• This would cause a fall in the general level of prices.
  • This would lead to a further fall in the net worth of businesses and an increase in bankruptcies.
  • A fall in profits, often resulting in losses, would also occur.
  • This would lead to a reduction in output, trade and employment.
  • These losses, bankruptcies, and unemployment would generate pessimism and a loss in confidence.
  • These waves of pessimism would result in more hoarding and further reductions in the velocity of money circulation.
  • The debt deflation process would eventually run its course, but only after asset prices have hit bargain basement levels.

Economists of the Austrian school of economics term thistype of debt deflation a "secondary deflation". If the forces of asecondary deflation are strong enough, a central bank's liquidityinjections are rendered ineffective by what amounts to privatesector sterilization. When people expect prices to fall, theirdemand for cash increases and soaks up central bank liquidityinjections. This phenomenon characterized Japan's economyduring most of the 1990s.

But what if the Federal reserve--fearing a secondary deflation,as they feared (incorrectly) a mild deflation in late 2002--pushed the Fed funds rate lower (now it's 2%)and turned on the inflation switchby monetizing more debt? Given thegrowing mountain of government debt,there is virtually an unlimited potential.It's a scenario worth thinking about.

To appreciate how the processwould work in the extreme, considerwhat's happening in Zimbabwe, the firstcountry to realize a hyperinflation (aninflation rate of 50% or more per month)in the 21st century. The government ofZimbabwe issues debt and the ReserveBank of Zimbabwe monetizes it byprinting Zimbabwe dollars. Whilethe RBZ produces a lot of currency,statistics on the quantity of currency incirculation and the inflation rate are inshort supply. The most recent officialdata for currency in circulation were forJanuary 2008, and inflation data werelast released for June 2008. To remedythat shortcoming, I have developed ahyperinflation index for Zimbabwe.As indicated in the accompanyingtable, the monthly inflation rate onSeptember 5, 2008 was 9,914%. That'sa whopping annual inflation rate of 36billion percent.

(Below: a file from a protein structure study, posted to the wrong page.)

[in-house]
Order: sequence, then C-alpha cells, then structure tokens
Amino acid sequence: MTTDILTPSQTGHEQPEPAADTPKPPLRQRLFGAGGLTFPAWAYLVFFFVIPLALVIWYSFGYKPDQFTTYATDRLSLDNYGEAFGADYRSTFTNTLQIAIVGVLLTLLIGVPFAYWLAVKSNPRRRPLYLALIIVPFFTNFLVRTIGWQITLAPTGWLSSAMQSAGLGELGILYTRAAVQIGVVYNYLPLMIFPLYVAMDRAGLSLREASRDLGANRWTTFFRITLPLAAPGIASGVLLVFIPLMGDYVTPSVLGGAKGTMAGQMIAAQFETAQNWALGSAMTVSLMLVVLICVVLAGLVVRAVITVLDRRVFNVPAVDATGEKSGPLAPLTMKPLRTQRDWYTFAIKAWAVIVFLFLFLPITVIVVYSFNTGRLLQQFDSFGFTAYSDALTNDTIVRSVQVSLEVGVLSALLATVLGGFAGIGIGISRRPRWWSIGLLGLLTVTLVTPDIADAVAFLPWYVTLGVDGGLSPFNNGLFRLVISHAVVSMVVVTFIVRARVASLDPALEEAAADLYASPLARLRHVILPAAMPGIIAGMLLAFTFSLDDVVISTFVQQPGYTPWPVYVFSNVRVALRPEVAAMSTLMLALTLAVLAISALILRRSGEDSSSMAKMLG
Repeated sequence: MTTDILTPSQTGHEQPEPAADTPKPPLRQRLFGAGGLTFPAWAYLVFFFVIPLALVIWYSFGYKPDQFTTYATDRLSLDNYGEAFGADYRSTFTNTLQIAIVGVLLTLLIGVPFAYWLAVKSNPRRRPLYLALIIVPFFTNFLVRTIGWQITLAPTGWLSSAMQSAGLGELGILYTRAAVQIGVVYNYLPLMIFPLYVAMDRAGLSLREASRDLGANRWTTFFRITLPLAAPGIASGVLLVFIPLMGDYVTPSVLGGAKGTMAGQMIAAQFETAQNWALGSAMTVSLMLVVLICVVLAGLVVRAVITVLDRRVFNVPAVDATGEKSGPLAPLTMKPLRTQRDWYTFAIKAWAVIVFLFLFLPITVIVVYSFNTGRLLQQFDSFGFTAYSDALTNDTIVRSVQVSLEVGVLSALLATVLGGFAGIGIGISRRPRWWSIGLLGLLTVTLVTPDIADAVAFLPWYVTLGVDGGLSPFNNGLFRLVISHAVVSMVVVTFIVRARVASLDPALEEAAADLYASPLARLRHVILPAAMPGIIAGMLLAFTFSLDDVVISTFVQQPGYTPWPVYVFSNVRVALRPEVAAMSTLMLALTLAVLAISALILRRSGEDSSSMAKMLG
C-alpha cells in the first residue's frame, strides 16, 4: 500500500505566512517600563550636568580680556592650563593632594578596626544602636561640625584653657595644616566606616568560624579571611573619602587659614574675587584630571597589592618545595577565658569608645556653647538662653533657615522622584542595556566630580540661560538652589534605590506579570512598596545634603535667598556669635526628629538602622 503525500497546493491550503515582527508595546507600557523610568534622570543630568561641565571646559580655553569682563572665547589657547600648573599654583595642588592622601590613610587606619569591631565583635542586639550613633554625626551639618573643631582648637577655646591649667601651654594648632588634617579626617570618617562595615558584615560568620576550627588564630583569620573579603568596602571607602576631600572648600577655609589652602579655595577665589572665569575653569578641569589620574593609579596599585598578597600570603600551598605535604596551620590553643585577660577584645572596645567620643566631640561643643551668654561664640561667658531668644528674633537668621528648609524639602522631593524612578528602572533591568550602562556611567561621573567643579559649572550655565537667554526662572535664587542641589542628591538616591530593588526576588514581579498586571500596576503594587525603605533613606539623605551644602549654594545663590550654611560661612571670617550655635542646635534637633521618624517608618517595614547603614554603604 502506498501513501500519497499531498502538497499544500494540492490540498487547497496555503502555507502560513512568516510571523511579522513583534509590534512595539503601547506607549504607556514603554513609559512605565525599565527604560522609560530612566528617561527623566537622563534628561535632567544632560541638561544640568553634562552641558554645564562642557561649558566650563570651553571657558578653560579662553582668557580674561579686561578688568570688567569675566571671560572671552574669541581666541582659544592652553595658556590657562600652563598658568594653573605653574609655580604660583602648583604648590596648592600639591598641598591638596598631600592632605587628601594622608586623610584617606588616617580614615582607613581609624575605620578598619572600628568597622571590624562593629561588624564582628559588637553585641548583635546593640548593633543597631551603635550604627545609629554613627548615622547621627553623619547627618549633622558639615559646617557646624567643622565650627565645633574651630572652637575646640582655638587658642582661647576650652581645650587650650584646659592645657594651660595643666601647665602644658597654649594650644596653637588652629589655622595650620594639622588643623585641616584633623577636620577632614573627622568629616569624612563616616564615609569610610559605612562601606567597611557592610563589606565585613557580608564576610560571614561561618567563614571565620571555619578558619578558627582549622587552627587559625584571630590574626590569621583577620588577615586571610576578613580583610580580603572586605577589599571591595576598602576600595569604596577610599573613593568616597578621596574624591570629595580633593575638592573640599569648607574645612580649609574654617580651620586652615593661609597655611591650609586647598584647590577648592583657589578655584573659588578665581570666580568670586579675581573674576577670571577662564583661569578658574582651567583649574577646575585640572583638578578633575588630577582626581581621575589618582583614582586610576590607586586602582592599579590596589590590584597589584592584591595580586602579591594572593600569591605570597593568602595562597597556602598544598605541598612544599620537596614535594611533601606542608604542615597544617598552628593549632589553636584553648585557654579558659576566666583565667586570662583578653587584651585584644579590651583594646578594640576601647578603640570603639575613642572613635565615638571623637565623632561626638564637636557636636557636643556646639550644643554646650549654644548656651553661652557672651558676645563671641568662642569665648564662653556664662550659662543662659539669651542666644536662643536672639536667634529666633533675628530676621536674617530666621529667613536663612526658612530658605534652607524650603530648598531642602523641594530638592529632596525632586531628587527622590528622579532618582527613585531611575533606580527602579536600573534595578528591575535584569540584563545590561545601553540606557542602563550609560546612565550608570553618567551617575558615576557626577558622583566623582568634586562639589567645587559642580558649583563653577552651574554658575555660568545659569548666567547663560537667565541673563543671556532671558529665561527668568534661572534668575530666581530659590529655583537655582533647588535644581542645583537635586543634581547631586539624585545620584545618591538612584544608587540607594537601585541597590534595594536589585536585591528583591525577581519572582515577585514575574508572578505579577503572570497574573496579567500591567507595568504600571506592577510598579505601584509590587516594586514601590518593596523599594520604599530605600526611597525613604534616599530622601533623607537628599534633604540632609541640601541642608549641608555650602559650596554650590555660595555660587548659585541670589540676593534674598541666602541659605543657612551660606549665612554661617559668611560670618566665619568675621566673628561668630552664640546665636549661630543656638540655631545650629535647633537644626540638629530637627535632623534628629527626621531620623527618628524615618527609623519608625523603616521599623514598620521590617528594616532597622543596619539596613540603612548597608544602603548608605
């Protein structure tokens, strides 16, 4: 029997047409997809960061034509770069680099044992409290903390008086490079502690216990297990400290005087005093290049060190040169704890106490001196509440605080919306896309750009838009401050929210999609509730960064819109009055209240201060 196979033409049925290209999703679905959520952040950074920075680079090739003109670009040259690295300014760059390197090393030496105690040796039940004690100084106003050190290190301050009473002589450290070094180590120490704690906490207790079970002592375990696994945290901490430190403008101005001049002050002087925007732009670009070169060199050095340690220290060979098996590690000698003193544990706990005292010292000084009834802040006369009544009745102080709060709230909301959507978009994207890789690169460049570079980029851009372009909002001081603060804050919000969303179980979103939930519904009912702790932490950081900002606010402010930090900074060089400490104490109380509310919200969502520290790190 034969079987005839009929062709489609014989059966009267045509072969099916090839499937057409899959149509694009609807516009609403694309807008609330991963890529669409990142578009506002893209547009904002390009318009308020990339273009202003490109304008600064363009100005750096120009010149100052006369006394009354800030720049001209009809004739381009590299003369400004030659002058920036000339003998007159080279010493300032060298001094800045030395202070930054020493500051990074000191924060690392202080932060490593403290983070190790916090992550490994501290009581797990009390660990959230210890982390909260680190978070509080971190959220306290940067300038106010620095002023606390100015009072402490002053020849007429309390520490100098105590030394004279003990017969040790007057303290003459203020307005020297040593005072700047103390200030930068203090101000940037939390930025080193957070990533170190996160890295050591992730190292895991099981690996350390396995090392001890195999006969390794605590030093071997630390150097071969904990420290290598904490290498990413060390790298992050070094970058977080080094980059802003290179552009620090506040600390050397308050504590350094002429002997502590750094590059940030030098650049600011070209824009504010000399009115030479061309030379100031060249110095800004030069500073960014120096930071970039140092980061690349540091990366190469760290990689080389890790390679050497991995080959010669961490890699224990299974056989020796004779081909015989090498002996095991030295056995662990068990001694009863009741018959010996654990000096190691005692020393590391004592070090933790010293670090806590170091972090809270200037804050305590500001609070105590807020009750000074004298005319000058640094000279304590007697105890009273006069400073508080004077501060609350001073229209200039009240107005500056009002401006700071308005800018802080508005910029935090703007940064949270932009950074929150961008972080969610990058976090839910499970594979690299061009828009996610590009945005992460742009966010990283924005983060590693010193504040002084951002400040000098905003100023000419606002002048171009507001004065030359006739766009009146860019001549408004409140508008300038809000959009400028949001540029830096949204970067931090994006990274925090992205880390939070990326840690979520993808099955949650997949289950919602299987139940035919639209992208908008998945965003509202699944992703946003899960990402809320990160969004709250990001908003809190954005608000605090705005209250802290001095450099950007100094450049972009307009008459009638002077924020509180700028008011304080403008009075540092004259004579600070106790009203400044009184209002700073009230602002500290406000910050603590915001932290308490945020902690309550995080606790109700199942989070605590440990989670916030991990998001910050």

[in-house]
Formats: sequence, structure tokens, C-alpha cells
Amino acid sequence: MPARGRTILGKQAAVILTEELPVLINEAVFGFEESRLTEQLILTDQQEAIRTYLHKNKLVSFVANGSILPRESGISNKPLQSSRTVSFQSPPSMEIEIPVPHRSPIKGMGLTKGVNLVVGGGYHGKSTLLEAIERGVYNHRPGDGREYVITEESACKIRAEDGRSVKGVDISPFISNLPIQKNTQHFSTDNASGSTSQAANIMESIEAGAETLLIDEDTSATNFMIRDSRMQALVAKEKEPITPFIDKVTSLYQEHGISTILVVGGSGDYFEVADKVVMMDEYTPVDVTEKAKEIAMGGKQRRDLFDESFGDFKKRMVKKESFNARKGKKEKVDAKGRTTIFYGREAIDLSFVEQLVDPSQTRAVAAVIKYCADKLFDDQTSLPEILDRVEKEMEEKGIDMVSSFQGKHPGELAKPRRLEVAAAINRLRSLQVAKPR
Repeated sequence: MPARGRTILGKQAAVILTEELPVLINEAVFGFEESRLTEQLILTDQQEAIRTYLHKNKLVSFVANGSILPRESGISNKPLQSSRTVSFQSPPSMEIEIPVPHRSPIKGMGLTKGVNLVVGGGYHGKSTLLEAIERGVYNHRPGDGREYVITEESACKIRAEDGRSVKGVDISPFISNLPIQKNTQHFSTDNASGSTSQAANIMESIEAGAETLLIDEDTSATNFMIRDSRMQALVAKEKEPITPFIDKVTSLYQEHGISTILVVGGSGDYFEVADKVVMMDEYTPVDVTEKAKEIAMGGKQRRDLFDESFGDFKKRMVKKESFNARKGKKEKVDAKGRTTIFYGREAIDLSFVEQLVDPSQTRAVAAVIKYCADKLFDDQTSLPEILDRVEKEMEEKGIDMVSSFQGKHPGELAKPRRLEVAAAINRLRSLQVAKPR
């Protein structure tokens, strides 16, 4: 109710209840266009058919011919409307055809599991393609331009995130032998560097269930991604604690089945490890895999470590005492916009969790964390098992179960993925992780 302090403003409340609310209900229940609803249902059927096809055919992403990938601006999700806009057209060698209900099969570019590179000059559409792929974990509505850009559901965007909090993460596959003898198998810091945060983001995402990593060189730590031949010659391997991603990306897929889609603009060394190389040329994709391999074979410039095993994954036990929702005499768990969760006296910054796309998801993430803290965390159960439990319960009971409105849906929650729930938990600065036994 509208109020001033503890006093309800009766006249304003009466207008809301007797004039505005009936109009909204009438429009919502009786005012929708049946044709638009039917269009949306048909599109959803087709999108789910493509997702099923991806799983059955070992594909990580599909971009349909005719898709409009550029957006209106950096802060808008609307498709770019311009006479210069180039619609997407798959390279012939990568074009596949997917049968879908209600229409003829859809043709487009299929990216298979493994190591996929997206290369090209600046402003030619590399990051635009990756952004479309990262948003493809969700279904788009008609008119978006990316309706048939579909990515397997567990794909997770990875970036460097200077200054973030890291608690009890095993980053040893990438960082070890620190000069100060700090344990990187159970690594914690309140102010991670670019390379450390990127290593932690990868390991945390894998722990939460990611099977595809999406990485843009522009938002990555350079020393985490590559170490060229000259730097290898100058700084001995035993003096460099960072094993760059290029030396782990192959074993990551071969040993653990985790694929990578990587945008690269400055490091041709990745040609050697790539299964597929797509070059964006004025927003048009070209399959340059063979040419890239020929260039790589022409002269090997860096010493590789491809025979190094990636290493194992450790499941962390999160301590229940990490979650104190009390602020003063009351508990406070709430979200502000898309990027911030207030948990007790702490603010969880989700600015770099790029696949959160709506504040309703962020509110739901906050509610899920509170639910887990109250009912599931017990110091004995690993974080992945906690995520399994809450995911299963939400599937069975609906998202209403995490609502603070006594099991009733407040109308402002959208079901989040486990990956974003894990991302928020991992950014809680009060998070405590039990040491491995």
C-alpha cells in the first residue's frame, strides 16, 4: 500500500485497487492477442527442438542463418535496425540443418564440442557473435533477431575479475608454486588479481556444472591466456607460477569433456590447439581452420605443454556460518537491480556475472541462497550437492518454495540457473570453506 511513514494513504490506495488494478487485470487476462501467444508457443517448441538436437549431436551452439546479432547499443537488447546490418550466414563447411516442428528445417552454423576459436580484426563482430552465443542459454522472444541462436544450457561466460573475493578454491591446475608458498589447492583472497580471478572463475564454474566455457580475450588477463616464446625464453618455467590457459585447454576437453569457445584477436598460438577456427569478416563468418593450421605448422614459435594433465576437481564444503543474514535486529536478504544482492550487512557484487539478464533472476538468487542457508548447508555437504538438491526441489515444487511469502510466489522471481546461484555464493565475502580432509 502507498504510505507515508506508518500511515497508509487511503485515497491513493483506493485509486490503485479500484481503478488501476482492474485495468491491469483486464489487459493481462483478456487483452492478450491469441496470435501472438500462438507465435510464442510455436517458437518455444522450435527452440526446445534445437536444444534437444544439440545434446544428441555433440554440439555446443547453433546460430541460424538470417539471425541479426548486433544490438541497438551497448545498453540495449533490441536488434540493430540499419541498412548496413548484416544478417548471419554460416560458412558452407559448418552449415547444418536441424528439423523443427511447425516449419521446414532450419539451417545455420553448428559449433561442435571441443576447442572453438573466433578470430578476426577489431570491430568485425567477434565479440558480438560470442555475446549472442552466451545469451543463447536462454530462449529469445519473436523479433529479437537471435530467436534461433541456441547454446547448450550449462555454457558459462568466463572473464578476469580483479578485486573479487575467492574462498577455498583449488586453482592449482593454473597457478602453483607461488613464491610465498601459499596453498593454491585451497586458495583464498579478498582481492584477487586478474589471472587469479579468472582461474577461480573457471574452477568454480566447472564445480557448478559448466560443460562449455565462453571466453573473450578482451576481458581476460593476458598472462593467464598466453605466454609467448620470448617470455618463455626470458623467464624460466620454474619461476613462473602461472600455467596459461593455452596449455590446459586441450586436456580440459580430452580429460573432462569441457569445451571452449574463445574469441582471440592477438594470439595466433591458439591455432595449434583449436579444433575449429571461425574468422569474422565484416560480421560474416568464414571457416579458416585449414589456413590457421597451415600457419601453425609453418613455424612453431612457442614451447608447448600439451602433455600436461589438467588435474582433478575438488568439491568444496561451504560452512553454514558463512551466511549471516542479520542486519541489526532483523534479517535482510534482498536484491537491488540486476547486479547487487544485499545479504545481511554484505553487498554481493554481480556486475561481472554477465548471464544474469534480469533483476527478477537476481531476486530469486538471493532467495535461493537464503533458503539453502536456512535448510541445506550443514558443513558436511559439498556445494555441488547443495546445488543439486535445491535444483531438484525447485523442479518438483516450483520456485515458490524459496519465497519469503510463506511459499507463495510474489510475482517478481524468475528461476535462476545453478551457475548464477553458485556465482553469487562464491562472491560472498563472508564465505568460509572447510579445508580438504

Figure One
Zimbabwe: The HankeHyperinflation Index

Zimbabwe: The Hanke Hyperinflation Index

To effectively trade currencies,commodities, or for that matter, anyassets, traders must build alternativescenarios--like those for deflation orinflation. To give the scenarios life, probabilities must be attachedto each of them. The resulting array can then be used to inform, inpart, one's trading activities.

Fortunately, three books are hot off the presses that willgreatly assist all traders who wish to engage in the necessary taskof scenario building. The authors are all market-tested veteranswith first-class minds and experienced hands.

  • Brendan Brown, Bubbles in Credit and Currency: How Hot Markets Cool Down. New York & London: Palgrave Macmillan, 2008.
  • Mohamed El-Erian, When Markets Collide: Investment Strategies for the Age of Global Economic Change. New York: McGraw-Hill, 2008
  • David M. Smick, The World is Curved: Hidden Dangers to the Global Economy. New York: Portfolio/Penguin Group (U.S.A.), 2008.

Steve H. Hanke

Steve H. Hanke is a Professor of Applied Economics at The Johns Hopkins University in Baltimore and a Senior Fellow at the Cato Institute.